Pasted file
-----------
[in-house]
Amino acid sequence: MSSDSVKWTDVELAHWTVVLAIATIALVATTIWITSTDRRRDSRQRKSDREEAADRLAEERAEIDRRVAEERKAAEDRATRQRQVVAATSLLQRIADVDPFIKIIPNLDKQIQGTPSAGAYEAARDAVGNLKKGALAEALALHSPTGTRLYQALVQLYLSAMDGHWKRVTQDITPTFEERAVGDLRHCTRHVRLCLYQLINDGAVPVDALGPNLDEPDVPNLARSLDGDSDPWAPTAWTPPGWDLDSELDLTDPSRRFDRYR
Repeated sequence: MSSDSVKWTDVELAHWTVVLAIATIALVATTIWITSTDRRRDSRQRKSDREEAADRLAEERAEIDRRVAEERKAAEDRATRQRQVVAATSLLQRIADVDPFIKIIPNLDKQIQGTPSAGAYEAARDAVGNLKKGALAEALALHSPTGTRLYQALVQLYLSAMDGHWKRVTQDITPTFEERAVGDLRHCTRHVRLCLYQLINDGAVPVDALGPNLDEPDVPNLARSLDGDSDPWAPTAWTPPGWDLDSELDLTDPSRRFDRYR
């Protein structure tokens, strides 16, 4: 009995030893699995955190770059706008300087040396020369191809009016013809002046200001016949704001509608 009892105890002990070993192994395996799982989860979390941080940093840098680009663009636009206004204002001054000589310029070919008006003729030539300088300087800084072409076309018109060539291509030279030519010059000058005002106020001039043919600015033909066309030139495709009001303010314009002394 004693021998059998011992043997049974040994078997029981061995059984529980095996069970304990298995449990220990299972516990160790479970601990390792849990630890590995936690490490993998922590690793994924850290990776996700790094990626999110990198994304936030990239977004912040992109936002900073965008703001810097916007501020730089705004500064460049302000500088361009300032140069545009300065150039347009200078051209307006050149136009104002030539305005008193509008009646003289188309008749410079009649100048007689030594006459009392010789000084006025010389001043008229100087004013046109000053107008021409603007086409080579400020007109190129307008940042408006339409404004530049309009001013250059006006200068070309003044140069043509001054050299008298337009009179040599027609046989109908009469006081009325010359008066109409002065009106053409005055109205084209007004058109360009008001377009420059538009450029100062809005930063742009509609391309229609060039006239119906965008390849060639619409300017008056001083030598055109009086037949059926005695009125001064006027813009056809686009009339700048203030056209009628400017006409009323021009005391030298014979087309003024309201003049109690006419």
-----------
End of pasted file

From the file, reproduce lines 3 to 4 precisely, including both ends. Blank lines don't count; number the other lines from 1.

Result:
Repeated sequence: MSSDSVKWTDVELAHWTVVLAIATIALVATTIWITSTDRRRDSRQRKSDREEAADRLAEERAEIDRRVAEERKAAEDRATRQRQVVAATSLLQRIADVDPFIKIIPNLDKQIQGTPSAGAYEAARDAVGNLKKGALAEALALHSPTGTRLYQALVQLYLSAMDGHWKRVTQDITPTFEERAVGDLRHCTRHVRLCLYQLINDGAVPVDALGPNLDEPDVPNLARSLDGDSDPWAPTAWTPPGWDLDSELDLTDPSRRFDRYR
């Protein structure tokens, strides 16, 4: 009995030893699995955190770059706008300087040396020369191809009016013809002046200001016949704001509608 009892105890002990070993192994395996799982989860979390941080940093840098680009663009636009206004204002001054000589310029070919008006003729030539300088300087800084072409076309018109060539291509030279030519010059000058005002106020001039043919600015033909066309030139495709009001303010314009002394 004693021998059998011992043997049974040994078997029981061995059984529980095996069970304990298995449990220990299972516990160790479970601990390792849990630890590995936690490490993998922590690793994924850290990776996700790094990626999110990198994304936030990239977004912040992109936002900073965008703001810097916007501020730089705004500064460049302000500088361009300032140069545009300065150039347009200078051209307006050149136009104002030539305005008193509008009646003289188309008749410079009649100048007689030594006459009392010789000084006025010389001043008229100087004013046109000053107008021409603007086409080579400020007109190129307008940042408006339409404004530049309009001013250059006006200068070309003044140069043509001054050299008298337009009179040599027609046989109908009469006081009325010359008066109409002065009106053409005055109205084209007004058109360009008001377009420059538009450029100062809005930063742009509609391309229609060039006239119906965008390849060639619409300017008056001083030598055109009086037949059926005695009125001064006027813009056809686009009339700048203030056209009628400017006409009323021009005391030298014979087309003024309201003049109690006419």